1.) If you don't have a lift, set the E-brake and block the rear tires securely.
2.) Jack up the front of the car and put good jackstands under each side, or use ramps if possible so you don't have to work around them.
3.) Disconnect the battery for safety.
4.) Inside the car, remove the shift-knob (unscrew it) and shift-boot apparatus by just pulling it up, then remove the secondary dust-cover around the shifter that is secured by 4 small bolts (I believe they're 8mm or thereabouts). Then remove the 4 12mm bolts retaining the shifter base and pull the shifter out.
5.) Start by disconnecting the 2 front and 2 rear 02 sensor plugs.
6.) Next, remove the H-pipe and carefully drop it down and out of the way. The passenger side will require a few extensions and a swivel most likely. The exhaust-manifold flange-nuts should be 18mm, but some could be 15mm on newer models. If they are stuck, use penetraing oil, or start the car for a couple minutes (2-3) to heat them up, which will help.
7.) Next, secure a couple rubber-bands and a plastic bag before removing the driveshaft.
8.) Remove the 4 bolts securing the aft end of the driveshaft. You will have to put a jack under the rearend and jack it up until the tires are JUST leaving the ground. Have a friend set the e-brake on and off to secure the driveline as you turn the driveshaft by hand to get to all 4 bolts. Then set the car back down with E-brake on.
9.) Now slide the driveshaft out of the transmission tailshaft quickly, and before much fluid leaks out, put the bag over the tailshaft tightly and secure with rubber bands. this should stop tranny fluid from puring out everywhere. It's ok to lose a little bit though, it'll happen.
10.) Remove the clutch-fork dust-cover with it's one tiny screw, then pull the clutch cable off of the fork.
11.) Next, remove any electrical connectors connected to the tranny and let them hang.
12.) Now remove the starter. There are 3 bolts. 2 are pretty easy to get at, but the top one is best removed by going from the front of the car through the K-member and steering-rack. You'll want to use a flashlight for this, and some extensions/swivel.
13.) Disconnect the wires from the starter and pull it off the flywheel/bellhousing and set aside.
14.) Next, put a jack under the transmission tailshaft and remove the bolts holding the crossmember/tranny-mount in. Pull the crossmember down and out and set aside.
15.) Now it gets tricky. Some of the bellhousing bolts are easy, some are a pain. Regardless, it'll take a little while and some patience, some swivels/extensions, some curse-words, and maybe a few beers, but you'll get all of them out.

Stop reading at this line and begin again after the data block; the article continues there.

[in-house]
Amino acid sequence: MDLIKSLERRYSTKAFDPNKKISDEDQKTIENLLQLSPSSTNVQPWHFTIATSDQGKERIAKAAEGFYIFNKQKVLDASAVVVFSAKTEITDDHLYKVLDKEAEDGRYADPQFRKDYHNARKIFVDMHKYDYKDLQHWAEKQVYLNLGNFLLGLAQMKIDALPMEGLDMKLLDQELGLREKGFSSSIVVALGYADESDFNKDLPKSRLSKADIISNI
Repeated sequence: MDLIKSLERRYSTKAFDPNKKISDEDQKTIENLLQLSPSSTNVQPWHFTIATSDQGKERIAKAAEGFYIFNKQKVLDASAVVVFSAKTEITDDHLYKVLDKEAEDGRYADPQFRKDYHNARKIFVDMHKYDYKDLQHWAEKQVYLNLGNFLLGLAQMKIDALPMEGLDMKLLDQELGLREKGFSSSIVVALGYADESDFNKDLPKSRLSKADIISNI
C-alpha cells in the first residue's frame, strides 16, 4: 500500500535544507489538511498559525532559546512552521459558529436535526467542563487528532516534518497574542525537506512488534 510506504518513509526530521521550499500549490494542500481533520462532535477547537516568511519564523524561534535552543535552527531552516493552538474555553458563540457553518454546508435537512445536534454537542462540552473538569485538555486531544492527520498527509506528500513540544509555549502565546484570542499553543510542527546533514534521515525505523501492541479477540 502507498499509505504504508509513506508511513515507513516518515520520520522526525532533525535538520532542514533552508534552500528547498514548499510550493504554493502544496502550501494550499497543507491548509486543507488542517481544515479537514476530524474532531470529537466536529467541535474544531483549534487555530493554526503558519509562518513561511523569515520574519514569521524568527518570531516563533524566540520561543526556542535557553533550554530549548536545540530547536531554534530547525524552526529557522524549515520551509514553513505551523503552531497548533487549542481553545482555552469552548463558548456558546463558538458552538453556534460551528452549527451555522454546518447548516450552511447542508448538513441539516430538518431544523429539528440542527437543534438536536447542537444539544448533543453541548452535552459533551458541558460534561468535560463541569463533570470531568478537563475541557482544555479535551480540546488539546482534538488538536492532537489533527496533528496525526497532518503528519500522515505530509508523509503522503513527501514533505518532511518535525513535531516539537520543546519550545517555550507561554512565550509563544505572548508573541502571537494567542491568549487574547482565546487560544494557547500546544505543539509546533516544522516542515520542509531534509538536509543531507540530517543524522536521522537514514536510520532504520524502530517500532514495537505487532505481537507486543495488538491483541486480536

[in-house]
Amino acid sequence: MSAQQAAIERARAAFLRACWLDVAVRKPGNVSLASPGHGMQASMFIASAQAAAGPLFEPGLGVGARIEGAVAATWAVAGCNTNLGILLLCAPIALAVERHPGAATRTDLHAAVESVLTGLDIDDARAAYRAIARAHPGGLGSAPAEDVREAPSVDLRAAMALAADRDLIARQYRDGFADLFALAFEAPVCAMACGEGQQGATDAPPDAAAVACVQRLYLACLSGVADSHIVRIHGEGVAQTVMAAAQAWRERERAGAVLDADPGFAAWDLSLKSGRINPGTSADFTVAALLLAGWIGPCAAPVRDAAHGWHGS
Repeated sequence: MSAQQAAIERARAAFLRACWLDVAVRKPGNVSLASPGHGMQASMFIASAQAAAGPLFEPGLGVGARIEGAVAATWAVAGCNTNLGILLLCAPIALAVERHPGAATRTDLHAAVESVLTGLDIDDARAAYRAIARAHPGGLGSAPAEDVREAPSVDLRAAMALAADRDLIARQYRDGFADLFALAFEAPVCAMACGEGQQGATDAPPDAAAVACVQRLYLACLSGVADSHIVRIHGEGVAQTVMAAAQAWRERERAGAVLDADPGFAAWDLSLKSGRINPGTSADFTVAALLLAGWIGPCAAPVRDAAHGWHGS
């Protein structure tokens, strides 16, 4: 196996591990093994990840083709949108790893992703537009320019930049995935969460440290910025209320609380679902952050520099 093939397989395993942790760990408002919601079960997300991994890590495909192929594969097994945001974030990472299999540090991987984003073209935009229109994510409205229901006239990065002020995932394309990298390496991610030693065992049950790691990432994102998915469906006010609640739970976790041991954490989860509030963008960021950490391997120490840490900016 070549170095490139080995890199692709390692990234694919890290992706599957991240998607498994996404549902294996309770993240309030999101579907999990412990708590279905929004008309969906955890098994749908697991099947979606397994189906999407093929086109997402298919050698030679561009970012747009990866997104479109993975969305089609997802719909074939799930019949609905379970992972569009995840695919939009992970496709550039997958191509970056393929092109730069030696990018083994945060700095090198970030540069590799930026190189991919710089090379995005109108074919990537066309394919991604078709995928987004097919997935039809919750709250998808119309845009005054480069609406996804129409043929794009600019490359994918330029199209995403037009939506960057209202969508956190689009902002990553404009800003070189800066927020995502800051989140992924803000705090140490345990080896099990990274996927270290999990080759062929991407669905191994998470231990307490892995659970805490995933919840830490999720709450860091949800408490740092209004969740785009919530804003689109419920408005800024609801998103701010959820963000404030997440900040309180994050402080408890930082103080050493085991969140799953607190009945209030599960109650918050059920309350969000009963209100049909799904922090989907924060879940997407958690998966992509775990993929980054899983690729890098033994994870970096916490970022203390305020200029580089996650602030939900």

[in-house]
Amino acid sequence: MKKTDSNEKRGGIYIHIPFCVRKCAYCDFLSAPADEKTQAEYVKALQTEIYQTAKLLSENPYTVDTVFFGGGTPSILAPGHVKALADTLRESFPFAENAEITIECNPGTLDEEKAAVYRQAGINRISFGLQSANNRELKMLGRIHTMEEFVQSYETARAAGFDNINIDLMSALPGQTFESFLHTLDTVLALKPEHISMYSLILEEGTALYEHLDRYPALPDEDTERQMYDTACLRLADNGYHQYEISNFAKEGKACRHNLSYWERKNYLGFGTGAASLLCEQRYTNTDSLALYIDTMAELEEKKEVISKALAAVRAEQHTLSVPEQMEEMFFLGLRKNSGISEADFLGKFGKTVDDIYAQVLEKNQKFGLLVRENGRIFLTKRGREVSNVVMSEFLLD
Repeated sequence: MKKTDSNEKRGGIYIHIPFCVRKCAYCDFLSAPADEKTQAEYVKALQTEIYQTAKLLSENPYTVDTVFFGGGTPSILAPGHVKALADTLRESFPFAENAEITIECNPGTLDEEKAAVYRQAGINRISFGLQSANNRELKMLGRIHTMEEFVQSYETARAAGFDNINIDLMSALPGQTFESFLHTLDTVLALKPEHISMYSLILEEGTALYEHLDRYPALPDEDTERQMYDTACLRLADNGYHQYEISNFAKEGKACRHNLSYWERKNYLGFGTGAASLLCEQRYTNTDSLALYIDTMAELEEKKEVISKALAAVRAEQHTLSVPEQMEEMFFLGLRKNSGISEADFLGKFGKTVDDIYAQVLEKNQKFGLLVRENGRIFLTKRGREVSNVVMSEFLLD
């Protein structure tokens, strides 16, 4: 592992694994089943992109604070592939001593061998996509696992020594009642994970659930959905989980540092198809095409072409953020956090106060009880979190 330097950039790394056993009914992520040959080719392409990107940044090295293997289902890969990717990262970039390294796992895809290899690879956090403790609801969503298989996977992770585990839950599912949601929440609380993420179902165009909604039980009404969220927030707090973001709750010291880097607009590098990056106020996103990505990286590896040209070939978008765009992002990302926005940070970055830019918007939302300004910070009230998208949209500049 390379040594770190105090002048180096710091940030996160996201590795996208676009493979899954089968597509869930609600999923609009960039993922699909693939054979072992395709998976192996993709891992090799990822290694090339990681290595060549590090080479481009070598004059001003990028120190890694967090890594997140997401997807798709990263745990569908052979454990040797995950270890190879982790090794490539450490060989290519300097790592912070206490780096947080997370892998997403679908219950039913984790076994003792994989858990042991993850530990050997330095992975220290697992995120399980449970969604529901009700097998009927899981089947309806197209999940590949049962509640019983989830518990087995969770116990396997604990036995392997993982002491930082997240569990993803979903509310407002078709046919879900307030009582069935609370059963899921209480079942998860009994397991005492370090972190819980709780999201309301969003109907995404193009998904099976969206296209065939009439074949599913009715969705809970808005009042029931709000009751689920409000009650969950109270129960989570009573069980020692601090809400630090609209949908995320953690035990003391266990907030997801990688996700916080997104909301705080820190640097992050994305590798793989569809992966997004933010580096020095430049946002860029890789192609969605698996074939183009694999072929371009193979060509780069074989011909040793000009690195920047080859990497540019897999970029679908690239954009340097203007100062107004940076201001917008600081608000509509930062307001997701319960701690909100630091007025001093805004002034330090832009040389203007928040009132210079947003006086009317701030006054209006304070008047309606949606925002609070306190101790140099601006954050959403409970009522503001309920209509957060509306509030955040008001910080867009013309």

16.) Now the tranny is ready for removal. It is being held up by the jack and the input shaft. Get a friend to help with this.
17.) Being careful, slide the transmission rearward until the input shaft clears the pressure-plate fingers and lower it down. You'll have to shake and shimmy it out. Be creative with the removal, you can use a tranny-jack (recommended), a couple floor-jacks, or just get you and a friend to manhandle it and bench-press it down and out. Using an additional jack with a block of wood, you can also jack up the front of the motor at the bottom of the block at the front of the oil pan. You can even loosen the motor-mount nuts (21mm) to give extra clearance.
18.) Now, inspect the inside of the bellhousing, the pivot stud, the clutch fork, and the input-shaft bearing retainer surface. If everything's cool, unbolt the pressure-plate from the flywheel and remove the clutch-disk beneath. Also, take the old TOB off the fork and disgard.
19.) Get the flywheel "turned" or refinished after removing the 8 (on a Cobra) flywheel bolts. This should be done,but doesn't HAVE to be done every time, just inspect for wear and high/low spots.
20.) Next, apply grease to the pivot-stud and put a little in the pilot-bearing hole if you aren't replacing that. I usually smear a thin laying on the bearing-retainer as well. If you are replacing the pilot bearing, you can drive it out hydraulically by packing the area behind it with grease and inserting a properly-sized wooden dowel in the center and hitting with a mallet. The prefered method is to use a slide-hammer though, if you have one.
21.) Install the new TOB onto the clutch-fork and slide onto the bearing-retainer like it came out. Be sure the fingers on the fork clip onto the pivot-stud properly.
22.) Reinstall the new flywheel to the crank at 60 lb/ft.
23.) Put the clutch under the pressure-plate and put both onto the flywheel. Thread in one PP bolt on the lower side.
24.) Insert a clutch-alignment tool through the disk from outside the PP and into the pilot-bearing.
25.) Torque down the PP bolts with high/medium force, the specs escape me.
26.) Once bolted down, remove the alignment tool.
27.) Now you can reinstall the tranny after double-checking everything. But first, let's make it a little easier on ourselves.
28.) Aquire a Sawsall or heavy-duty metal-cutting tool and cut off the 2 2-3" tabs on either side of the bellhousing. You don't need them. This will make it a LOT easier to put back in.
29.) Fanagle the tranny back into place with a buddy and make sure it's on there good.
30.) Work backwords from step 15 until it's all back together.
31.) Break in the clutch properly. 500 EASY miles of mixed driving. never exceed 4000rpm and do not put the car under full load. Be easy on the clutch when starting off in first, keep pedal-release smooth and the revs low. Live by this practice anyway, it saves clutches and the sound of somebody slipping the clutch from 2500 RPM's while leaving a stop-sign make me cringe.
This is a very vague description. It's not hard to do, it just takes time and patience really.
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Daily-driven '96 Cobra with: Turbo, intercooler, methanol, wieght-reduction, suspension, stock-longblock, blah-blah-blah.